KC: I would tell them that uniform they put on, it means something. The helmet you put on, it means something. The way you play with that uniform on, it means something to a lot of people. There’s a long history of what Penn State is and what it’s all about, and it’s important to carry that on. It’s very important to carry the tradition on, the values, what it stands for and I think Coach (James) Franklin and the squads he’s had recently are doing it. So it means a lot to a lot of guys to watch our team and know they’re doing it the right way.
NFF: Speaking of the team and great traditions, they had a very special QB the last few years. How do you think Trace McSorley will be remembered?
KC: Trace McSorley has been someone I’ve really admired. Great competitor, plays with a lot of heart, played through injuries, played as a young guy and really has grown and matured into an unbelievable leader. And Trace McSorley has had the best career at Penn State for any quarterback that’s ever played there. He’s done it for three years, won a lot of games. So, like I said, Trace has had the best career of any quarterback that’s gone through there.
NFF: That’s saying a lot.
KC: It’s the truth.
NFF: What skills has he exhibited that’ll translate to the NFL?
KC: His competitiveness, first of all, is tremendous. He brings a lot of heart to the game. He’s a smart football player, he’s a tough football player. He’s proven he can win in a major college; that means a great deal. So I hope when he gets his chance that people see him for what he is — and that’s as a great competitor and a great quarterback.
NFF: I’ve got to ask you a New York Giants question. What does it mean for you to be back in New York?
KC: It brings back a lot of great memories to be back here in New York. My years with the Giants were fantastic. I loved playing for Mr. Mara and the Mara family, and they stand for so much. And what a great organization — and we had some good teams. We had a lot of good teams and success on the field. Getting to play with guys like Tiki Barber and Amani Toomer, Ike Hilliard, Jesse Armstead on defense, Michael Strahan — what a really, really talented bunch of guys and we had some good years. We had some good times and a lot of big times, and it was a real thrill for me to play here.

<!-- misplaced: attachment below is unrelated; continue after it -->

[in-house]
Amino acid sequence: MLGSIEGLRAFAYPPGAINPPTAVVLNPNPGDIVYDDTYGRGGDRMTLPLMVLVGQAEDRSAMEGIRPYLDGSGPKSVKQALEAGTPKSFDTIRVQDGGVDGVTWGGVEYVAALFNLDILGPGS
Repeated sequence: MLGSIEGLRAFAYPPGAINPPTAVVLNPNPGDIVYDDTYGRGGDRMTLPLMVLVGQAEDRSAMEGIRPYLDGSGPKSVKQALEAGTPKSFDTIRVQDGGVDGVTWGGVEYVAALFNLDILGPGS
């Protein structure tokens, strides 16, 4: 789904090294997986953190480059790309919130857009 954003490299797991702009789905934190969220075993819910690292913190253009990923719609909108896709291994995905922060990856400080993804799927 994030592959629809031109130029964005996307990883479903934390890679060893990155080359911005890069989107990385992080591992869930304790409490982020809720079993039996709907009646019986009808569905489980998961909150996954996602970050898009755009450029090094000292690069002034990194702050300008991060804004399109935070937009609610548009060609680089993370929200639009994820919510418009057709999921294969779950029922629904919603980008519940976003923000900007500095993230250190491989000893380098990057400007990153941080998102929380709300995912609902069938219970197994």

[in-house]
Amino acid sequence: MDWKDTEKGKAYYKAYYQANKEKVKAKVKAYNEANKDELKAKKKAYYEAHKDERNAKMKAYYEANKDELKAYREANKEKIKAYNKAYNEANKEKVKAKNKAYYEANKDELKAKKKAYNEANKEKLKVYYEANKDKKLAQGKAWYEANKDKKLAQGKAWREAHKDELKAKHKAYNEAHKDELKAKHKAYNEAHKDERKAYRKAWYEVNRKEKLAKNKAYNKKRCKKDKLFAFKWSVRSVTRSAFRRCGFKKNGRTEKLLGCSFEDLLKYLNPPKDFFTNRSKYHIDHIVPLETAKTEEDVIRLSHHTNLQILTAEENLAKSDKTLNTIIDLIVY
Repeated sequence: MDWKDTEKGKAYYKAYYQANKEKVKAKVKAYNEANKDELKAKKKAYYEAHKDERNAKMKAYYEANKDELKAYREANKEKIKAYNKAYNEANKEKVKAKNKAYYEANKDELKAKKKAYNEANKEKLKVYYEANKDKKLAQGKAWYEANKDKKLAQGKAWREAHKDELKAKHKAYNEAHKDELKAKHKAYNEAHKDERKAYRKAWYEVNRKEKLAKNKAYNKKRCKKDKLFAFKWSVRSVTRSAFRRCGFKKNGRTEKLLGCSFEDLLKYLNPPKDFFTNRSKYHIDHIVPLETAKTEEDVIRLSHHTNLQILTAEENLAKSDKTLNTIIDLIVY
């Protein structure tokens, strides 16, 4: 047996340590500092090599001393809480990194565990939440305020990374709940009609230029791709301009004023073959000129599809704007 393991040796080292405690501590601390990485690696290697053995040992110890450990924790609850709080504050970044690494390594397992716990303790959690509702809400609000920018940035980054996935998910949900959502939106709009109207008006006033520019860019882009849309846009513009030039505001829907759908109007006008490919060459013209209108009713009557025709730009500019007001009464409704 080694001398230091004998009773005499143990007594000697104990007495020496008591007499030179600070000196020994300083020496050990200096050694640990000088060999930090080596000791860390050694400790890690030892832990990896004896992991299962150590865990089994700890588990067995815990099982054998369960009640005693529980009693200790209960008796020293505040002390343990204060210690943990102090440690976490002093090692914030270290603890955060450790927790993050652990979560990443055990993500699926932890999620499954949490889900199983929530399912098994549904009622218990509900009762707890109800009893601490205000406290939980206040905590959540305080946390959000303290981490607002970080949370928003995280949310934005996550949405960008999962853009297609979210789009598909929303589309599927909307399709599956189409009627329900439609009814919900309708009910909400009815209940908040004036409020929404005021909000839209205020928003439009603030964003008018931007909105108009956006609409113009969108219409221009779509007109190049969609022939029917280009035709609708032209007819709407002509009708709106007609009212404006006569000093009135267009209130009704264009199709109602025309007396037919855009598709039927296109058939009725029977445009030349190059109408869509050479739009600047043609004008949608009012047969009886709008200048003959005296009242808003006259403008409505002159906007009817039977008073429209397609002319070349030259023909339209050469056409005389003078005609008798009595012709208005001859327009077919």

NFF: Talk to me about your country music career.
KC: Well, you know, there are songwriters everywhere in Nashville. And they’re great. They’re very open to new people coming in and writing. And i just happened to meet somebody and I said I’d love to write songs sometimes. I’ve written songs, but I consider myself a fairly decent writer. “Oh yeah, I’d love to, I’d love to.” So I just got together and it just kind of went from there. I had people helping me get co-writes and everything.
And what a tremendous experience. I got to write with some great writers. The whole idea of crafting a song and turning an idea into a song was really, really a great experience for me. And Nashville’s a great town; very welcoming, very accepting. And I had some success. I had probably 12-15 different cuts nobody’s ever heard of but, you know, there was a little bit of success without hitting that big No. 1 single.
NFF: Can people go listen to your cuts somewhere?
KC: They’re probably out there somewhere. I had a song called “Messin’ Around” that went to No. 7 on the Texas charts, but that’s a whole other music thing down there. Rich O’Toole is a guy that recorded it, so you can probably find that. There’s video of it somewhere.
NFF: You watch Garth Brooks at Notre Dame Stadium?
KC: I saw a little bit of it last night, then I got into the Steelers-Chargers. Man, that guy’s been doing it a long time and still doing it very well.
NFF: What about Kerry Collins playing at Beaver Stadium?
KC: (laughs) My problem was I can’t sing very well. I can write, I can play the guitar a little bit. But I just didn’t have that voice.